I can’t wait to do some deeper exploring in the next few weeks! Anyone from the area have any favorite places to eat, visit, hike?

My Darkest Secret

First of all – I love a good, dark chocolate.


Don’t get me wrong- creamy milk chocolate can be¬†absolutely delightful at the right time.¬† But there’s something more interesting about the tanginess and bite of¬†a chocolate¬†in the 65-80% cacoa range.¬†

Although…in this age of gourmet elitism, when darker is always better, I find myself wondering if there is such a thing as too dark…

Ok, here’s an illustration.¬†¬†Has this ever happened to anyone else?¬† I know¬†I can’t be the only one with this particular childhood memory:¬†

It’s 1980-something, and I¬†get to help Mom make brownies!¬†¬†I pull up a chair¬†and climb up on the counter.¬†¬†I lick my¬†lips in anticipation as the wrapper comes off the chocolate bar.¬† “Can I have a taste?”¬†I ask¬†innocently, flashing¬†my irresistable puppy dog face.

“You won’t like it,” my mom warns sweetly.

Uhh, hellooo.¬† It’s chocolate, right?¬† …Crazy lady.

So with mouth open wide, I plop in a piece of the black, glossy temptation – only to very quickly realize something is amuck.¬† And so I learn the difficult lesson of a tricky little character¬†named¬†UNSWEETENED baking chocolate who masquerades as the good stuff to unsuspecting children who can’t yet read.¬† ūüė¶

¬†My mom laughs as I gag dramatically (that crazy lady…).¬† I¬†am not so amused.


Fast forward to 2007.  My little brother, who is very sweet and who knows my interests well, gives me a few nice chocolate bars.  Among them is this gem:


This big guy features “99% Cacoa” in bright, shiny, gold letters written across the front.¬† Wow, that’s probably pretty intense…

Open up the package and you’ll see this really scary label on the wrapper:


Yep, these are indeed instructions on how to taste the chocolate safely.¬† Instructions on how to partake of its complexity without having to rush to the sink, one’s mouth dripping from the sides with black goo like¬†a zombie¬†from 28 Weeks Later. (What’s that? No, of course this didn’t happen to moi!)¬† ūüėȬ†

According to this label, the best way to relieve the potential trauma to unsophisticated taste buds is to quickly wash the chocolate down with a big gulp of soothing black coffee. 

Needless to say, my palate is apparently¬†not “developed” enough to withstand the Lindt 99.¬† Or at least not enough to honestly say I enjoyed it.¬†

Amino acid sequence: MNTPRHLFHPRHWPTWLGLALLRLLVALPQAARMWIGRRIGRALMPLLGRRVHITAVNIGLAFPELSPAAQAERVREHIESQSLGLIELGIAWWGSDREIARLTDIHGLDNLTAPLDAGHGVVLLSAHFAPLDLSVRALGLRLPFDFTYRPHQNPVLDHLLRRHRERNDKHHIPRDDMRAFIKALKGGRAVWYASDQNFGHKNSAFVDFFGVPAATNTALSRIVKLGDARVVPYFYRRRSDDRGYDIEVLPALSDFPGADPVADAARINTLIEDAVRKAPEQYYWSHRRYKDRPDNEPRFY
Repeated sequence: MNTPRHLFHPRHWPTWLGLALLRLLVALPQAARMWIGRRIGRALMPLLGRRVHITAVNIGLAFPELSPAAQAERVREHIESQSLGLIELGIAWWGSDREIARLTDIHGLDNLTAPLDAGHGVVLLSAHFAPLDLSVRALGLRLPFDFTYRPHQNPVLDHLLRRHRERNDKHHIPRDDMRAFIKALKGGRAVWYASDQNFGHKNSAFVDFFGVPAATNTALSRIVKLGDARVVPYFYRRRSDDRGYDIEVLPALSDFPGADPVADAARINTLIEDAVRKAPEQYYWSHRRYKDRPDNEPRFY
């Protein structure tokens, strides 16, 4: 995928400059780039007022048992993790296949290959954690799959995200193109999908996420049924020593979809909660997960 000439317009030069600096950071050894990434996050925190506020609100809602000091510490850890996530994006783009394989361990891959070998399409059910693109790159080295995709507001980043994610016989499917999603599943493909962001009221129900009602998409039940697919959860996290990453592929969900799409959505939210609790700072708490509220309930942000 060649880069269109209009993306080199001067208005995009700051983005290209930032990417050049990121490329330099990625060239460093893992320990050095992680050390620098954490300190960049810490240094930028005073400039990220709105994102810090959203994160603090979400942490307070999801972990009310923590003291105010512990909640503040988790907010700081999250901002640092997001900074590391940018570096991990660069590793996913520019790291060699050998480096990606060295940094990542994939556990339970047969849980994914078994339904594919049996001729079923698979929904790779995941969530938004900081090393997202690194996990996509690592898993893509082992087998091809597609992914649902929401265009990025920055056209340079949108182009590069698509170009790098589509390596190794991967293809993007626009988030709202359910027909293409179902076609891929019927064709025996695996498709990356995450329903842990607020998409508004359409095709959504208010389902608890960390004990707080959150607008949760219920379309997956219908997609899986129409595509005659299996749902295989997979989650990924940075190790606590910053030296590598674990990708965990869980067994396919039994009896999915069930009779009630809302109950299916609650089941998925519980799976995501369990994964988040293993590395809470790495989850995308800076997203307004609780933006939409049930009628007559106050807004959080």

I want to have a discerning palate, though.  I want to be a proper chocolateuse. 

But at the end of the day, I’m afraid that bitter, burning sensation on the tongue will probably always transform me into a five year old who has accidentally picked up the¬†wrong baking bar. (Geez, that crazy lady…)

Does anyone else think enough is enough…or am I just a wimp?¬† (You can say it).¬† Any suggestions on developing¬†my palate?

Origin of the Name

So when I named this blog, the first words out of my¬†guy’s mouth were, “I don’t get it.”¬†

Of course, he has seen me use my double boiler many, many times.  He just never put a name to the face.  And of course, the two or three of you reading this blog are most likely fans of chocolate and probably already know all about the double boiler.

But for any newcomers- and because I love talking about cookware – let me introduce you to my own beloved double boiler.¬† He was given to me by my guy.¬† (Yes, the same¬†guy who didn’t know what a double boiler actually was.¬† But he learned.¬† What a sweetie…)

 db steel

Ta Da!  This is where the chocolate magic starts.

Oh, and here is my double boiler’s great-grandmother.¬†¬†She was a wedding gift to my parents, and I first began my chocolate experimentation with her years ago:

db copper

So here’s how a double boiler works.¬† You simmer 1-2 inches of water in the lower saucepan and place chopped-up chocolate in the upper saucepan.¬† The steam from the lower pot gently heats the bottom of the upper pot.¬† This way, the chocolate melts much more¬†gradually than if it were melted directly on top of a burner.

You see, chocolate burns verrrry easily.¬† I don’t know if you’ve ever put some chocolate in a saucepan, turned on the heat, left the room for a minute to answer the phone, and then come back to discover a bunch of grainy lumps floating in it.¬† Quite depressing.¬† And there’s really nothing you can do about burned chocolate, either.¬† Once it’s bumpy, it’s goin’ in the trash.

With a double boiler, it’s almost impossible to burn your chocolate, which is nice.¬† But you don’t need to go out and buy one if you don’t want.¬† You can improvise a double boiler by setting a stainless steel mixing bowl atop a saucepan.¬† Just make sure the bottom of the mixing bowl does not actually come in contact with the simmering water below.¬†

And also be careful about keeping any drops of water/condensation out of the chocolate.  (As we all know, oil and water do not mix.  And the cocoa butter in chocolate does not like water, either.)

Another way to make the chocolate melting process more gradual is to remove the upper saucepan from the heat before all the pieces of chocolate are melted.  Just continue stirring (a rubber spatual or scraper works best), and the heat from the liquid chocolate will melt the remaining solids. 

There are few things in this blessed world more beautiful than silky, glossy, hot, dripping melted chocolate.¬† Mmmm…